R&B | alternative pop
Golden Child Recordings
toronto r&b singer daniel caesar bares his soul on his debut full length release ‘freudian’
By Nathan Leigh
August 30, 2017
There’s something cinematic, or maybe theatrical, about Daniel Caesar’s debut full length. With a deep emotional scope and difficult introspection, the Toronto R&B singer weaves a narrative about failed love and missed opportunity. Characters weave in and out, courtesy of album-highlight guest spots from Syd, H.E.R., Kali Uchis, and Charlotte Day Wilson, while Freudian arcs towards a heartbreaking conclusion.
Though Caesar has previously expressed his desire to move away from love songs, he does an impressive job detailing nuances of the sunny days, the late night fights, the break-ups, the rebounds, and the 3 am texts. Starting with earnest love songs “Get You” and “Best Part,” with each song, the album moves towards an irreconcilable difference. Gospel melodies battle deep grooves for Caesar’s soul. Guitar licks snake around draped in reverb making D’Angelo jealous at not coming up with them first. The first hints of drama pop up in “Hold Me Down.” Lines like “I know you had your dreams of a better life / this time we ain’t making it through” are buried in choruses of “If you love me baby, let me hear you say it / I know I’m your favorite.”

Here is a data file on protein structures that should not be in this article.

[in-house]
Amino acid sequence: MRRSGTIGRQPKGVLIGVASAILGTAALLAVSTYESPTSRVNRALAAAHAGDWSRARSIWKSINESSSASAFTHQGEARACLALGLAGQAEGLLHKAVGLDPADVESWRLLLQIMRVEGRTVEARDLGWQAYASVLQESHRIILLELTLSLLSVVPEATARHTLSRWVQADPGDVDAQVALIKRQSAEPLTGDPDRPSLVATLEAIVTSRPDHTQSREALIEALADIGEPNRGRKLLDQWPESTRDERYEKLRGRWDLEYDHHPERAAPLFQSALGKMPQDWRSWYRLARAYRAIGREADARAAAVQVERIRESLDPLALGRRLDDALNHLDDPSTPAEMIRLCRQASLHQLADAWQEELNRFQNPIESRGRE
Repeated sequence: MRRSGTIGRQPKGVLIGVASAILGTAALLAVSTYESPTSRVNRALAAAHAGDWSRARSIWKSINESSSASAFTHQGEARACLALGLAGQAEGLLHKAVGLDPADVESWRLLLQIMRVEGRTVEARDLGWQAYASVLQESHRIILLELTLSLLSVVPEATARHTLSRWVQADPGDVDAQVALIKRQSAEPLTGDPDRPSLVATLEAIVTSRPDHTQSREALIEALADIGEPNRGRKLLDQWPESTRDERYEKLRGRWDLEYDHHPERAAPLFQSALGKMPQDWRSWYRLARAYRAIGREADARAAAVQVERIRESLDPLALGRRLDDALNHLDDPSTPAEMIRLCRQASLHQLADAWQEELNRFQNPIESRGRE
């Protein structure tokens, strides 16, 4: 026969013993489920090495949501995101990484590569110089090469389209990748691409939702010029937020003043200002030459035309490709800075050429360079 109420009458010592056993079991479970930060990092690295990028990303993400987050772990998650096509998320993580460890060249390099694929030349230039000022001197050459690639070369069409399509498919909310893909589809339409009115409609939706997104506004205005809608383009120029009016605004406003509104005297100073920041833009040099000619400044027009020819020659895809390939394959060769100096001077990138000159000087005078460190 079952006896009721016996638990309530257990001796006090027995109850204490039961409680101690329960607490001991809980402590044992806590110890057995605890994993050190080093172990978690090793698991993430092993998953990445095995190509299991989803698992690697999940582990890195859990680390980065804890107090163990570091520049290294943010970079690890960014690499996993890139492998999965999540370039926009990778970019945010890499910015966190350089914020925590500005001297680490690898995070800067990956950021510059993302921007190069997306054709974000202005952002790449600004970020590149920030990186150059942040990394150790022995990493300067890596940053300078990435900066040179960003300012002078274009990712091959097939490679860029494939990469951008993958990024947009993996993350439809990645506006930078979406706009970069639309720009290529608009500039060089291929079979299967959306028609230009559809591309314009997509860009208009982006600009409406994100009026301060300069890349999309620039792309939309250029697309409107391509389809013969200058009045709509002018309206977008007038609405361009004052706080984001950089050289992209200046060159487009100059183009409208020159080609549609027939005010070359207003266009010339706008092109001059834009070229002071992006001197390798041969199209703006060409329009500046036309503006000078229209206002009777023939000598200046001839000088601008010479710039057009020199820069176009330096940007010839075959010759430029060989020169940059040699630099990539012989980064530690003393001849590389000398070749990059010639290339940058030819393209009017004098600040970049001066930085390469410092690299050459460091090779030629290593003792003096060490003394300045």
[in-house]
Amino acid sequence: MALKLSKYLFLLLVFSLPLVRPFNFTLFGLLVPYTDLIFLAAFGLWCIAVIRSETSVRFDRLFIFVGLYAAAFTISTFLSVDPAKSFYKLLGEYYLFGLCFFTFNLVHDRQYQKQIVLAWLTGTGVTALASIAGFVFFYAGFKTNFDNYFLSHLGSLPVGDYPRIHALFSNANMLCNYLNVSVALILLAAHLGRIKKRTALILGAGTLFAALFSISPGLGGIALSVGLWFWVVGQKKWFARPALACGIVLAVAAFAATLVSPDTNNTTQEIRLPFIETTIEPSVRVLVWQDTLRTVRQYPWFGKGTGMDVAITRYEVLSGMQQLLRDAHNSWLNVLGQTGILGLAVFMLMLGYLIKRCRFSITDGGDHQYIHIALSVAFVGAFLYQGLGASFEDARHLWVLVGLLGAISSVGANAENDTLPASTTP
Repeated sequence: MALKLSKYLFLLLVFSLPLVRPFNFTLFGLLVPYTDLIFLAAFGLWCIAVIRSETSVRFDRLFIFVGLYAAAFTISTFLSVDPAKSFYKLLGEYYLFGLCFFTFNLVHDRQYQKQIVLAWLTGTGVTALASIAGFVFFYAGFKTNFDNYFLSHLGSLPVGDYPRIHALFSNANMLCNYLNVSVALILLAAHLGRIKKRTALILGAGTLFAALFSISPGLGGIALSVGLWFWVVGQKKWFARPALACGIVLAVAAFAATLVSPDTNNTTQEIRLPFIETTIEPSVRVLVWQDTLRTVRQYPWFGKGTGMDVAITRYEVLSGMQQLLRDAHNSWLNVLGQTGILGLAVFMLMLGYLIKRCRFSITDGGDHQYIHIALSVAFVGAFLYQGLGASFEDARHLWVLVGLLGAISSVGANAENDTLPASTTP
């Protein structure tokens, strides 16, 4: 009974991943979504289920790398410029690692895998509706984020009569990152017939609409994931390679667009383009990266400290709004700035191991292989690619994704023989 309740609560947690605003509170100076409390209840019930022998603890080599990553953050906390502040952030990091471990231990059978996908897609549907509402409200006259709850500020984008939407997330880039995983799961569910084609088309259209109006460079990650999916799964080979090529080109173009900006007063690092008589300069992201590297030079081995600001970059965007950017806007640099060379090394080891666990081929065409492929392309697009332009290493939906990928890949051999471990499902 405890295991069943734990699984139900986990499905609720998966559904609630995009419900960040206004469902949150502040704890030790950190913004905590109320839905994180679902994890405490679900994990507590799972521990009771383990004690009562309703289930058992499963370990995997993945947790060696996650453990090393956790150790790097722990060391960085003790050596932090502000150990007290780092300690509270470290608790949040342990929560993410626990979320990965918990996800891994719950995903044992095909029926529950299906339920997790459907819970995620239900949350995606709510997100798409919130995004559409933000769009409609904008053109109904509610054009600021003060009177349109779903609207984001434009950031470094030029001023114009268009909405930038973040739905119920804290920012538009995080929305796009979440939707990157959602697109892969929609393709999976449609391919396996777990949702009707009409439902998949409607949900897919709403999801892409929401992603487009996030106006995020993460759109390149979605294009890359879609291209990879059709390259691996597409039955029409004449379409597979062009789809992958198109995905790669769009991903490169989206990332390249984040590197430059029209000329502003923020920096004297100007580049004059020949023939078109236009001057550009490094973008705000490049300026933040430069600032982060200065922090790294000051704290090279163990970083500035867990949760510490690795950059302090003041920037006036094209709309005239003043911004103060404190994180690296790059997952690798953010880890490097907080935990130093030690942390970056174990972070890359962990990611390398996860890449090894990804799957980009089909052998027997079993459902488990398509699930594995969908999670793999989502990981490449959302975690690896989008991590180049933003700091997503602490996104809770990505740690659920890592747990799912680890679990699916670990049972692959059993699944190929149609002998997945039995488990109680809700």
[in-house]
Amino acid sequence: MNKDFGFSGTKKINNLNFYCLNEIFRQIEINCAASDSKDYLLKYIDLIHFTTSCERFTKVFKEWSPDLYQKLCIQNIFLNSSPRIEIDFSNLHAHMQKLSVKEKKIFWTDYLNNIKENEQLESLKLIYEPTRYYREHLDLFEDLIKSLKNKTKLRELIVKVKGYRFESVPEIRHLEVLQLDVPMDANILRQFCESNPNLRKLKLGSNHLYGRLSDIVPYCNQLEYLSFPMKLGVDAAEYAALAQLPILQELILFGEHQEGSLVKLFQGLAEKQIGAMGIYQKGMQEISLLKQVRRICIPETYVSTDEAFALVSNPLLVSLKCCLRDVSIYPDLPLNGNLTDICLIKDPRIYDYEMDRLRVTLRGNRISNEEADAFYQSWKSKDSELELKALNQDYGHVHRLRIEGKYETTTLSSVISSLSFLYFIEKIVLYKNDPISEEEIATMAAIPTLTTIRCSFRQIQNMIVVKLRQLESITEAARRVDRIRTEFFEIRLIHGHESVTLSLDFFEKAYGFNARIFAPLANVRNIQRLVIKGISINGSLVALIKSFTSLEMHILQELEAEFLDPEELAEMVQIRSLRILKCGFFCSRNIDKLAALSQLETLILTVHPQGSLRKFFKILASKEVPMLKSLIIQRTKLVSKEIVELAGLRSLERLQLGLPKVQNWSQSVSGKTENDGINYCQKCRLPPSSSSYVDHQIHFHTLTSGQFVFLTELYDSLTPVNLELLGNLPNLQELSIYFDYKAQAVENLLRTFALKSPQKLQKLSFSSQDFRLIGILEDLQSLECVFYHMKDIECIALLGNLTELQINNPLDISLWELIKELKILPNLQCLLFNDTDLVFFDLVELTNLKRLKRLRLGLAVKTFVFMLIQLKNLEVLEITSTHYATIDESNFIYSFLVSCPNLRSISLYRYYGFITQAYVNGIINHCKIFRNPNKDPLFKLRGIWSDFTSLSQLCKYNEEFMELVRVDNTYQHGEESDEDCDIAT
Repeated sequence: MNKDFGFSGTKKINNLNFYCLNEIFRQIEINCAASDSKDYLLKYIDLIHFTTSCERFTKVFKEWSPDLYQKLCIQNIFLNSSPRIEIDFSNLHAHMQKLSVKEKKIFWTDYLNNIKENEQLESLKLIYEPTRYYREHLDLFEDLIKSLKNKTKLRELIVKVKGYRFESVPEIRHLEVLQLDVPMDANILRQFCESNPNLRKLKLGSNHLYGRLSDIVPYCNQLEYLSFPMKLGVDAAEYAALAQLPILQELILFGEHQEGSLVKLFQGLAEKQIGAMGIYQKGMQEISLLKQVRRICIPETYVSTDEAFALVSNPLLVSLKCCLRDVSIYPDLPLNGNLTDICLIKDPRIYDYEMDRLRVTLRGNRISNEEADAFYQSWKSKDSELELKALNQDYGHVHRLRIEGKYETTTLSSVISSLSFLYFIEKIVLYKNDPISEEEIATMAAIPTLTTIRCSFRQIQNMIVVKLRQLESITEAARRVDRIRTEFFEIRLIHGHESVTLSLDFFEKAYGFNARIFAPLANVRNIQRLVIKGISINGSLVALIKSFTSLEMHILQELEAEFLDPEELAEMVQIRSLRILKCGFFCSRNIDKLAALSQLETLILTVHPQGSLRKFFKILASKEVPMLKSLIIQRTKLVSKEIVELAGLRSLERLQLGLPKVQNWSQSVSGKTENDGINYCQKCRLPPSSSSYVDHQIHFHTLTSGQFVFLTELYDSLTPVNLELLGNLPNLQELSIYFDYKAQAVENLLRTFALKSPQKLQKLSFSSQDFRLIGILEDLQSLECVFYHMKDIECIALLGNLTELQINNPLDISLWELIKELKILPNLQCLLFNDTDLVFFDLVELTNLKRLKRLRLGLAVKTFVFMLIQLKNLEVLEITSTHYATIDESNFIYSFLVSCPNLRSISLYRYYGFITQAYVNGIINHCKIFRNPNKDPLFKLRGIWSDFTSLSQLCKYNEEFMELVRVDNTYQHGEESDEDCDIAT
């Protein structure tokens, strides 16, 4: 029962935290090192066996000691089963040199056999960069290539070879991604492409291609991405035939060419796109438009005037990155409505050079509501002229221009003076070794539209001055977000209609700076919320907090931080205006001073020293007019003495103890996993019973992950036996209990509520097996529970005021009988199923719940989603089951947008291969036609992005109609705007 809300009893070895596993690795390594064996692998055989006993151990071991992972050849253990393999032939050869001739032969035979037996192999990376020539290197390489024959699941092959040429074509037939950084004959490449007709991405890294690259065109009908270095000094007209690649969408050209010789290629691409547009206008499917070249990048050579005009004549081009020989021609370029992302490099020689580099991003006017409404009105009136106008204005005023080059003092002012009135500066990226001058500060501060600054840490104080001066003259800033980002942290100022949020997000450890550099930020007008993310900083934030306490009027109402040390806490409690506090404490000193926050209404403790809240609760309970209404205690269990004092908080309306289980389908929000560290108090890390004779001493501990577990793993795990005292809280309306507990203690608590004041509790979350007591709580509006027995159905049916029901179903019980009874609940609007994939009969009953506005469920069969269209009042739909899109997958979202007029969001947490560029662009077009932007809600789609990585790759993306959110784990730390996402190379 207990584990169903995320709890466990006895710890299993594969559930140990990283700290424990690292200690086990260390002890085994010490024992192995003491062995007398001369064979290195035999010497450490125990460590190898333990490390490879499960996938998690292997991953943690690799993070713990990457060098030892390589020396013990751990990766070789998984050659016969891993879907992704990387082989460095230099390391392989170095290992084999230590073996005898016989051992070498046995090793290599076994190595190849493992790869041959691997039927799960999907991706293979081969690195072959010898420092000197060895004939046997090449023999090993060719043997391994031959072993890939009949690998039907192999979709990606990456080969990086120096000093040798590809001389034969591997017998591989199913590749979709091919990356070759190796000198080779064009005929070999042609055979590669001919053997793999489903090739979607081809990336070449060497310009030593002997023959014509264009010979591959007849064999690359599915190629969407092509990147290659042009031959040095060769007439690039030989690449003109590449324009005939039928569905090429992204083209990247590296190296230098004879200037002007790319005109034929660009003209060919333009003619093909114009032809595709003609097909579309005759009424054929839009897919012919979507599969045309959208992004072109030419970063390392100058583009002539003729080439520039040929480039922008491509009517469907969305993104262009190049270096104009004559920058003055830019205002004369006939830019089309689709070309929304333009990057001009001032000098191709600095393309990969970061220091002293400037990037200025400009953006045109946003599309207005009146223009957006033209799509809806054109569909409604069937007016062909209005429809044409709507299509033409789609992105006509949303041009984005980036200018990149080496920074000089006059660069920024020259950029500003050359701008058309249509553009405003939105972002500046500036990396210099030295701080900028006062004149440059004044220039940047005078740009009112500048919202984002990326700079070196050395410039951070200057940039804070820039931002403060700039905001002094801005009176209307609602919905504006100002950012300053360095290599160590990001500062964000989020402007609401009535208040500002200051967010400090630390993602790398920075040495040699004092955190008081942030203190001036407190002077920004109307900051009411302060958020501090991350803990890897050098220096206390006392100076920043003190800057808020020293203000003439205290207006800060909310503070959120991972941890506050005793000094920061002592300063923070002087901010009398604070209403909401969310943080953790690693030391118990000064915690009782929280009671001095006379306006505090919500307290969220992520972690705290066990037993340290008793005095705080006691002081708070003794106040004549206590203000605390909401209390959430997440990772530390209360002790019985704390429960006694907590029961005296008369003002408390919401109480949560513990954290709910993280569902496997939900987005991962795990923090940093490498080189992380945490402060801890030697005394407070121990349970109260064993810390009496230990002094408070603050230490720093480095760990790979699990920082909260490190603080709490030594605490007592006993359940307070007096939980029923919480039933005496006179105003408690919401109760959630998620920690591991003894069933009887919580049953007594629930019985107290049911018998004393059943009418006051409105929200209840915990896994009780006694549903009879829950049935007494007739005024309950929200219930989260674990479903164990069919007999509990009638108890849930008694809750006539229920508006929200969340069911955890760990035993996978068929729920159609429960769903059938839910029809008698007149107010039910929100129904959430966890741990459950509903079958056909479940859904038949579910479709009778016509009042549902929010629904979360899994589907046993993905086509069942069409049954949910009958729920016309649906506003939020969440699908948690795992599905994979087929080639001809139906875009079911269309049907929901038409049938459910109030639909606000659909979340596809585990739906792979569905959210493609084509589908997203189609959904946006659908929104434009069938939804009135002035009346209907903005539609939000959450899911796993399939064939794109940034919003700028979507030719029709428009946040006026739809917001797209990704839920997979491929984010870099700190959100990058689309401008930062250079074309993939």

By the time the impressive “We Find Love” shows up, she’s walking out the door, and all Caesar can ask is “wonder why it took you so long.” The chorus kicks in. Your heart just dies. I’m not crying. You’re crying. Luckily Syd shows up for the rebound anthem “Take Me Away.” On the Charlotte Day Wilson featuring “Transform,” Daniel Caesar stares into the abyss asking if it isn’t really everyone else’s fault that his relationships fail. It’s their fault for loving him in the first place. It’s a beautiful song hiding a look at the ugliest part of him. But that’s sort of the point of Freudian. As the name points out, it’s a self-psychoanalysis. It’s Caesar’s attempt to piece together what went wrong, and why it keeps going wrong, to his credit coming up with more questions than answers. It’s the rare album that rises above a collection of singles and into something larger. What I’m saying is, dear screenwriters and / or playwrights: please turn this into the soundtrack to something. It already kind of is.
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